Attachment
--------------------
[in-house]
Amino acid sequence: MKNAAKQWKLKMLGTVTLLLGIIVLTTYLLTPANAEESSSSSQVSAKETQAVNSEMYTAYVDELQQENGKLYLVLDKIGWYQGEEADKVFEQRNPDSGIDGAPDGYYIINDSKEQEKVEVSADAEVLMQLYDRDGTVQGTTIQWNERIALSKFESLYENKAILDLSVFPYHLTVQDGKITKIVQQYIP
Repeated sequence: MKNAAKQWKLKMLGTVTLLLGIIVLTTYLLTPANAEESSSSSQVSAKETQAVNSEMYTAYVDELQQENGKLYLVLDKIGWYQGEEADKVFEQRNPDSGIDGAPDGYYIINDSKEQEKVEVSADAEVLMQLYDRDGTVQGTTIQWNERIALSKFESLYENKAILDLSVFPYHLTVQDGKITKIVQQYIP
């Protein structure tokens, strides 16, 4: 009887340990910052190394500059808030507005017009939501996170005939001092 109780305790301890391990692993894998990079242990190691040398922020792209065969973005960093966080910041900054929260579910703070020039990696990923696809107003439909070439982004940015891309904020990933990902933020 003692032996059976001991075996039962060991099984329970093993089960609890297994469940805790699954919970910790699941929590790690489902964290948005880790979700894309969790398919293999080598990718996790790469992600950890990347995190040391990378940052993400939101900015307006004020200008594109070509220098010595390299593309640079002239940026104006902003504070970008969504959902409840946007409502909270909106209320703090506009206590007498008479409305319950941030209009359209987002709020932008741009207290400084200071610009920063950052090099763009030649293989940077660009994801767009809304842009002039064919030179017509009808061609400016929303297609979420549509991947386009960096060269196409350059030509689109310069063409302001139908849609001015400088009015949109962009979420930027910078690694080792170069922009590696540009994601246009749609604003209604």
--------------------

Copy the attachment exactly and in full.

[in-house]
Amino acid sequence: MKNAAKQWKLKMLGTVTLLLGIIVLTTYLLTPANAEESSSSSQVSAKETQAVNSEMYTAYVDELQQENGKLYLVLDKIGWYQGEEADKVFEQRNPDSGIDGAPDGYYIINDSKEQEKVEVSADAEVLMQLYDRDGTVQGTTIQWNERIALSKFESLYENKAILDLSVFPYHLTVQDGKITKIVQQYIP
Repeated sequence: MKNAAKQWKLKMLGTVTLLLGIIVLTTYLLTPANAEESSSSSQVSAKETQAVNSEMYTAYVDELQQENGKLYLVLDKIGWYQGEEADKVFEQRNPDSGIDGAPDGYYIINDSKEQEKVEVSADAEVLMQLYDRDGTVQGTTIQWNERIALSKFESLYENKAILDLSVFPYHLTVQDGKITKIVQQYIP
């Protein structure tokens, strides 16, 4: 009887340990910052190394500059808030507005017009939501996170005939001092 109780305790301890391990692993894998990079242990190691040398922020792209065969973005960093966080910041900054929260579910703070020039990696990923696809107003439909070439982004940015891309904020990933990902933020 003692032996059976001991075996039962060991099984329970093993089960609890297994469940805790699954919970910790699941929590790690489902964290948005880790979700894309969790398919293999080598990718996790790469992600950890990347995190040391990378940052993400939101900015307006004020200008594109070509220098010595390299593309640079002239940026104006902003504070970008969504959902409840946007409502909270909106209320703090506009206590007498008479409305319950941030209009359209987002709020932008741009207290400084200071610009920063950052090099763009030649293989940077660009994801767009809304842009002039064919030179017509009808061609400016929303297609979420549509991947386009960096060269196409350059030509689109310069063409302001139908849609001015400088009015949109962009979420930027910078690694080792170069922009590696540009994601246009749609604003209604």